We made it through another winter, yet, with this pandemic, all of us are wondering what is next. As the leader of an organization representing a building trade, I saw the answer right in my own backyard when I noticed all the birds zipping around carrying material to build nests. It’s construction season. We need to build things too.
When the legislative session was shortened because of COVID our leaders did not have an opportunity to consider and fund many projects on which we were all relying for employment this summer, fall and next winter. The good news is — it’s not too late. Legislators can still go back to Juneau and do what needs to be done to get this economy moving by approving a jobs package that includes projects all over Alaska.
With the legislators reconvening this week in Juneau, we call on Gov. Mike Dunleavy to help move job creating infrastructure projects forward as soon as possible. Our elected officials know what needs to be done in their districts and can probably list items of shovel-ready projects that are planned but not yet paid for. There is a growing list of backlogged maintenance and retrofit projects — not to mention items that have grown in importance over the course of the pandemic, such as the Port of Alaska and improved broadband access for education and medical reasons.
As oil prices falter on a world scale and producers are forced to slow down exploration and production, Alaska must demonstrate the self-sufficiency that got us all this far.
We see the high value of immediate capital investment and the long-term positive impact that can have. Some projects should include: ports in Anchorage and Nome, the Ketchikan Shipyard, transmission line upgrade and expansion projects along the Railbelt and the Southeast Intertie project, a much-needed new Anchorage Health Department, communication fiber upgrade projects statewide for telemedicine, hospital upgrades for more adaptable ICU units, ferries, marine terminals, deferred maintenance at university campuses like UAF, plus roads, bridges, airports and more.
There are also hundreds of projects from this year’s capital budget that were left behind — many from the governor’s budget too. We challenge Gov. Dunleavy and legislators to take a good look at that list and fund them. These are well-vetted, much-needed projects that need to get done. A capital budget that puts even a small dent in that $1.8 billion maintenance backlog could put hundreds of Alaskans to work and save the state many billions of dollars more in replacement costs. General obligation bonds will also put people to work, encourage companies to invest in Alaska and shore up facilities like our ports and harbors we cannot allow to fail completely.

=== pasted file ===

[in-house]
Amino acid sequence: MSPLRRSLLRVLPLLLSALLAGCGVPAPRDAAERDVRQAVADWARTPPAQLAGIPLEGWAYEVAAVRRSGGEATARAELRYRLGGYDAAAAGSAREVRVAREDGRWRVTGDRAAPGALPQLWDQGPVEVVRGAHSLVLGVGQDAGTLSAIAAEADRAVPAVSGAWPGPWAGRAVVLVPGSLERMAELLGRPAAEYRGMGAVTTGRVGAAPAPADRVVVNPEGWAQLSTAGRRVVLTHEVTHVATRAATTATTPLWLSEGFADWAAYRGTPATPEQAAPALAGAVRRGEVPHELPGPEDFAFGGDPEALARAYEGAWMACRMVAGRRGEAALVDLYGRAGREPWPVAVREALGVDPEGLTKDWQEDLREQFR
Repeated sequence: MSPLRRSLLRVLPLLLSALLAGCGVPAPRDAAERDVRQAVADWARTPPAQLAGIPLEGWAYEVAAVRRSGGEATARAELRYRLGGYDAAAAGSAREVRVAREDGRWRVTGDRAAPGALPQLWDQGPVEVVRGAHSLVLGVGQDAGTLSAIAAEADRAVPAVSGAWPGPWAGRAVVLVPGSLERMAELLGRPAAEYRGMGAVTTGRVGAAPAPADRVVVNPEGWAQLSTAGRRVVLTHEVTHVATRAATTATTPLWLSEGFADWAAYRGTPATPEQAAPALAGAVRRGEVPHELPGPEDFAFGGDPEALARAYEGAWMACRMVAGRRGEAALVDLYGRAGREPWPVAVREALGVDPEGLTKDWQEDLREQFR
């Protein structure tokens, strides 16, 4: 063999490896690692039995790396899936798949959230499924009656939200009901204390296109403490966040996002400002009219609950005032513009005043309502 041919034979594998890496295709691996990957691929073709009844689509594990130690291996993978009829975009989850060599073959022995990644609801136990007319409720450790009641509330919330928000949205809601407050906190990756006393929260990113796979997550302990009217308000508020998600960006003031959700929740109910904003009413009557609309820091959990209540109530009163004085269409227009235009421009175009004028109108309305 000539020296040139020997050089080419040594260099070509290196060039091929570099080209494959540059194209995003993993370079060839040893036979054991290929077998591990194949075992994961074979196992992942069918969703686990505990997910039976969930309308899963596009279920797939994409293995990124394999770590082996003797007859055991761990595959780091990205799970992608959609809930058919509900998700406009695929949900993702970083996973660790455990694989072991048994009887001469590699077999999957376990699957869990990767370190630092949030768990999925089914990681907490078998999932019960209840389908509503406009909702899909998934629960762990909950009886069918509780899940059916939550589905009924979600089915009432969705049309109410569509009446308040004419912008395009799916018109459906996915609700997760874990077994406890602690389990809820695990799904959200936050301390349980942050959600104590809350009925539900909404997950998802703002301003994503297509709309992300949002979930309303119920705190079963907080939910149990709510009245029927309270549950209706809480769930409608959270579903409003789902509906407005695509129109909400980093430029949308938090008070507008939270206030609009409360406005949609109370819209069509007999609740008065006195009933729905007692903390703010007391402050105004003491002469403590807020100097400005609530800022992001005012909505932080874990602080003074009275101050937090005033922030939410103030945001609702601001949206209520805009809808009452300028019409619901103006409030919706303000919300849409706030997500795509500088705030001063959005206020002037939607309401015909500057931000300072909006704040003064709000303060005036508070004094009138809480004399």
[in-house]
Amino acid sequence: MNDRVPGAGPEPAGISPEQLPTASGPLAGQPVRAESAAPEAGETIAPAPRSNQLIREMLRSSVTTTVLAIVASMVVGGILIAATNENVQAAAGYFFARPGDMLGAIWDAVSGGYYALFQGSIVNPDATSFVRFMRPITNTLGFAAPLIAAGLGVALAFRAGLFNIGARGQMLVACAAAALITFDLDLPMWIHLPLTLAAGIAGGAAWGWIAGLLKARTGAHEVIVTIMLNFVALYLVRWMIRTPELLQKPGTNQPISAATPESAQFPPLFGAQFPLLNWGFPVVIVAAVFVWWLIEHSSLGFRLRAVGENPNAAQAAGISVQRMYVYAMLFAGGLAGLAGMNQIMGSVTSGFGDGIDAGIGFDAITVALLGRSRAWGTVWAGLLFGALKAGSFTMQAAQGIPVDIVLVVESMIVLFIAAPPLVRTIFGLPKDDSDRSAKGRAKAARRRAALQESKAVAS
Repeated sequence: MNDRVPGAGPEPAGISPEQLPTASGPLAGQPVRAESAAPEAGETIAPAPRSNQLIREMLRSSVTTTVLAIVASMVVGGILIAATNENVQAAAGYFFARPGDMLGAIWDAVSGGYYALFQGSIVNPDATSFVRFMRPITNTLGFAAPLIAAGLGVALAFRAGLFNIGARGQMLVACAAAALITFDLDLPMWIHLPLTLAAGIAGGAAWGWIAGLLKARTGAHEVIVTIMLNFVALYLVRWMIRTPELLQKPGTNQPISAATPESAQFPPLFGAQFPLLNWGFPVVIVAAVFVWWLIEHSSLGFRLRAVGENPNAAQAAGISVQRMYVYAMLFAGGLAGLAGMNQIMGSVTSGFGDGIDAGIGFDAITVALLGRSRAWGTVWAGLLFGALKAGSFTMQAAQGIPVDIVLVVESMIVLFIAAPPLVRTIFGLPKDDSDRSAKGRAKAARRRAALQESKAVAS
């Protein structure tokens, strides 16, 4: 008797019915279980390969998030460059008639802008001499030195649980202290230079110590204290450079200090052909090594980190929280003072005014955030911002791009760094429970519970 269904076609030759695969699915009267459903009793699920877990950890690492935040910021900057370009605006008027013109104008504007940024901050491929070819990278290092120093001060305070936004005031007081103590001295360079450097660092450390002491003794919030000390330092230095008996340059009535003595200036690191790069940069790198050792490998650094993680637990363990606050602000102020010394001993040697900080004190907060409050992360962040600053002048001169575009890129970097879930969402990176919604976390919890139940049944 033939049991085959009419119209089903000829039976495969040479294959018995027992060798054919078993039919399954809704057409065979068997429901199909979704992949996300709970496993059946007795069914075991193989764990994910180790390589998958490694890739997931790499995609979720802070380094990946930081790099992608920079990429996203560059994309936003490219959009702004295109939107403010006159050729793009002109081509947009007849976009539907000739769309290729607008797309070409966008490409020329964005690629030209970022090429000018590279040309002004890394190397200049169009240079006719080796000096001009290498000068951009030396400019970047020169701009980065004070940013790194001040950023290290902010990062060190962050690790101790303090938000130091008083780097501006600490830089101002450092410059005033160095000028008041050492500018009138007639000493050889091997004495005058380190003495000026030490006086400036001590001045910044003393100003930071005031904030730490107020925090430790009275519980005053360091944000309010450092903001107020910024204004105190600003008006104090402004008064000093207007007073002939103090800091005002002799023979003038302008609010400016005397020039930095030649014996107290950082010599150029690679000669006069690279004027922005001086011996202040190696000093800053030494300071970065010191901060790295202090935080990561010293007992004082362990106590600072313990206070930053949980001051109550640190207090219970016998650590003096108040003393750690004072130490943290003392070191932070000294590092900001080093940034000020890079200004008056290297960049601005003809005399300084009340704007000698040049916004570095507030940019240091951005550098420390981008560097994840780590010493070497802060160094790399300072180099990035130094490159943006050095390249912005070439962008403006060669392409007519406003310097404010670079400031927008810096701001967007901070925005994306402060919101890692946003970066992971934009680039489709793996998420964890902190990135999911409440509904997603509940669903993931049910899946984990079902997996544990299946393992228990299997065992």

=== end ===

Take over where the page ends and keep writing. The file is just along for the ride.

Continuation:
These projects will provide significant short-term economic stimulus across the state, as well as long-term benefits. The short-term economic impact will result from jobs in construction and construction support and all the work it takes to get them to that stage including permitting, engineering, procurement and related work.
Yes. We know there are federal dollars coming to Alaska through the CARES act appropriations, but we are talking about something different, bigger and long term. We need to put people to work and we need to do it now. In addition, these projects will help keep Alaska’s highly trained workforce in-state and ready as our economy improves.
With legislators going back to work next week, there is still time to approve a jobs bill funded by a General Obligation Bond (G.O.) package, and Alaskans can vote on it if that is what it takes. We need to invest in Alaska and we need to do it as quickly as possible using whatever methods necessary.
The promise of a G.O. bond vote plus a modest yet focused capital budget will demonstrate to investors, residents and our kids we are serious about digging Alaska out of the fiscal hole and building meaningful projects to support our future here instead.
As the birds and all other migrating animals in Alaska know, there is no time to waste. Let’s get to work!
Dave Reaves is the business manager for International Brotherhood of Electrical Workers Local 1547, which represents more than 4,000 electrical, communications, construction, government and health care workers across the state of Alaska.
• By Dave Reaves, Business Manager of IBEW Local 1547